Tips for How to Search For a Job During a Pandemic
Everyone has experienced the pressure and frustration of the job search process at one point or another, but looking for work amidst the chaos of COVID-19 adds an extra layer of difficulty. Between the sudden hiring freezes, unexpected layoffs and a stalled economic recovery, it’s understandable that you might be feeling defeated or panicked at the thought of remaining unemployed.
Despite the strain of the current global crisis, it is imperative that jobseekers stay positive and focused on the task of finding the right position. No matter the economic climate, your level of success in finding a job can be improved by implementing a few key strategies. Here are four tips for maximizing the effectiveness of your job search and using this time to move your career in the right direction.
1) Don’t let someone’s “no” define you.
It’s easy to let yourself feel crushed or hopeless after receiving a rejection, but keep your head up. There are so many unknowns in the job search progress, you can’t get yourself down and start to make assumptions about why you didn’t get a “yes.” Focus instead on what you can control; what your goals are, what your strengths are, etc.
Remember, too, that successful people aren’t born successful – they achieve success by showing up every day and continuing to put themselves out there until they achieve their goals. I know this is hard to do when you’re in the midst of it, but striking the right balance of resiliency and hustle will really pay off in the end.
2) Utilize and grow your network.
Gone are the days of shaking hands and exchanging business cards over the course of happy hours and conferences. So, now is the time to get creative!
The phrase “It’s not what you know, it’s who you know” still applies. Rather than reach out to people you already know on LinkedIn, research companies you’re interested in and start making some new connections. Don’t hesitate to send someone a message to learn more about their culture, what they’re struggling with and how you might be able to fill that void.
There’s a hidden job market out there, where companies have hiring needs but aren’t always able to immediately post about them, and potential employers will be more willing to engage early with you if you’re coming from a position of connection and learning, rather than lead-generation.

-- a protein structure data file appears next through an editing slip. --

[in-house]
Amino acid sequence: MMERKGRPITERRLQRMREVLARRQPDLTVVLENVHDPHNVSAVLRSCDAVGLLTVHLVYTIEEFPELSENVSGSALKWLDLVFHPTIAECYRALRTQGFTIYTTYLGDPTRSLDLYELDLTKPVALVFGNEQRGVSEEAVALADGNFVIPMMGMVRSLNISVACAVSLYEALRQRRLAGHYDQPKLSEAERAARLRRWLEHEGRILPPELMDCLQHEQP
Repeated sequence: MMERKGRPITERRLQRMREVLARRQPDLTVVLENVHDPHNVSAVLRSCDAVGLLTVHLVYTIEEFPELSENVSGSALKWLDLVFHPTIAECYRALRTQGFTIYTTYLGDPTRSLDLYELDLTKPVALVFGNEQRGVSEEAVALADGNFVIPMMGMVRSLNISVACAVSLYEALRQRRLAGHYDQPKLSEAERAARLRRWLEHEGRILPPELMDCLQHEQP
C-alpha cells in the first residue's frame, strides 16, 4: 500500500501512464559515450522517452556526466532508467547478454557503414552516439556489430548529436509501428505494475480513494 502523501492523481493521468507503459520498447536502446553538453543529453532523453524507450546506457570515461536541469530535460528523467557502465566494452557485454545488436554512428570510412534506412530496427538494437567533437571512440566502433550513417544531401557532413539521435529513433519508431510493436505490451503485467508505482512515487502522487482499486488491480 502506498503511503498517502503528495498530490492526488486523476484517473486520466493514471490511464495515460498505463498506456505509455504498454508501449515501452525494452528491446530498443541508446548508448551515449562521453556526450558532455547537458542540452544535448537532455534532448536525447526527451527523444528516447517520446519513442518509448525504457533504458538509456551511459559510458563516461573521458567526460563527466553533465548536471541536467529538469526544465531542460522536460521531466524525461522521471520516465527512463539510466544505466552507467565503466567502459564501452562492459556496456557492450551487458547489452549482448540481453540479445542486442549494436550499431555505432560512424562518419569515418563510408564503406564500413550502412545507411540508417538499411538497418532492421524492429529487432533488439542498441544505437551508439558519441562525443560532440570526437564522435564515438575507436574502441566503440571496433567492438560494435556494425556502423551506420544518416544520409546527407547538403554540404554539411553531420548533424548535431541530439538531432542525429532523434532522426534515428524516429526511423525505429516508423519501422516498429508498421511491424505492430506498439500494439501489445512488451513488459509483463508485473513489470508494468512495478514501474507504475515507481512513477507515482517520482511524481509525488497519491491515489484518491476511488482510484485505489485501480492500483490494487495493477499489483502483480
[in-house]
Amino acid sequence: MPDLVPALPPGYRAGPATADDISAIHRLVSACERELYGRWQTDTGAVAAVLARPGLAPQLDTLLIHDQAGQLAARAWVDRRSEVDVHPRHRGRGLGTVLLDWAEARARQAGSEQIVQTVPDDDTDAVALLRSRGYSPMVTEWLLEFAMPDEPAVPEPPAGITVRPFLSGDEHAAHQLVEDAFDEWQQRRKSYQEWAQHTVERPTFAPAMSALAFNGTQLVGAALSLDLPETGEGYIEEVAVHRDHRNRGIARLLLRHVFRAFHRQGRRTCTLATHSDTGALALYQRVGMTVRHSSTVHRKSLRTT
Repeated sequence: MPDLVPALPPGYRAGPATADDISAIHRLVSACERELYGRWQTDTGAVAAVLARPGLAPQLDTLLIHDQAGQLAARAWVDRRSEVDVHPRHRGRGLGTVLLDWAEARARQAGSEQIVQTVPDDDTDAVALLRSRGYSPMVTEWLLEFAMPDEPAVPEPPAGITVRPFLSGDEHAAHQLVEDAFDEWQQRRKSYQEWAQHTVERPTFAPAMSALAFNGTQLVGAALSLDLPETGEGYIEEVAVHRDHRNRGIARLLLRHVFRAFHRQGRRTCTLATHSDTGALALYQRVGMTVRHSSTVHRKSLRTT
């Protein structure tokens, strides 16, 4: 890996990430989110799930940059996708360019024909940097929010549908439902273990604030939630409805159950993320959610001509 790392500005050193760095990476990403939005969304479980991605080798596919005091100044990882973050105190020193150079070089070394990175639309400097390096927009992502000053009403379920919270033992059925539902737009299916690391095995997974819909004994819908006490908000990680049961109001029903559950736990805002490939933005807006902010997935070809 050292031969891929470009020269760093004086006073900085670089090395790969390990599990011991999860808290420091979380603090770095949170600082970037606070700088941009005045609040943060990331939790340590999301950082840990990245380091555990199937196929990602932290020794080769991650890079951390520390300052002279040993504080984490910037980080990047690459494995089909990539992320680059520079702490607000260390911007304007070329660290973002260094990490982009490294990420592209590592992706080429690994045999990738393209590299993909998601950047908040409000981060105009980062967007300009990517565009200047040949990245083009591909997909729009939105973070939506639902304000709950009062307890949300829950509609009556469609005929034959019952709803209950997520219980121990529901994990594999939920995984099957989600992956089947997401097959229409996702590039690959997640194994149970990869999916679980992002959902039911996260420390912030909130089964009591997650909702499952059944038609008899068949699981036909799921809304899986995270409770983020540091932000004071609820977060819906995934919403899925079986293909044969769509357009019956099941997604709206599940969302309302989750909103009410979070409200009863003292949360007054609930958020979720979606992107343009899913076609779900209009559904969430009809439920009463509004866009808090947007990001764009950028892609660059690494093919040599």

3) Communicate how your work will positively impact an employer's business.
Employers expect there to be at least some sort of learning curve, so don’t stress too much about not being the top expert in your field. In fact, employers are actually interested in what interests you, plus how you’re going to learn what you don’t know.
Don’t underestimate the power of verbalization: share your curiosity about an issue or project, explain how you’re going to find out whether those assumptions are true or false and detail how that work impacts the business. By communicating your expectations and the impact your work has, you can give potential employers a glimpse of the value you as an individual bring to the table and create a case for why hiring you is the best decision for their company.
4) Take advantage of this time.
Having so much free time can be a blessing or a curse, if you’re not sure how best to manage it. Right now, not only do each of us have a bit more down time than we might be used to, we also have at our disposal a wide variety of ways to learn something new for free or at a reduced price. This is the perfect time to expand your skillset, whether that means enrolling in an intensive, skill building bootcamp, reading books on a topic that interests you or attending virtual events to get information about your desired career field.
At the end of the day, you only get as much out of the job search process as what you put in. And if what you’re putting into it includes these four tips, I’m confident you’ll find success even against these unforeseen circumstances.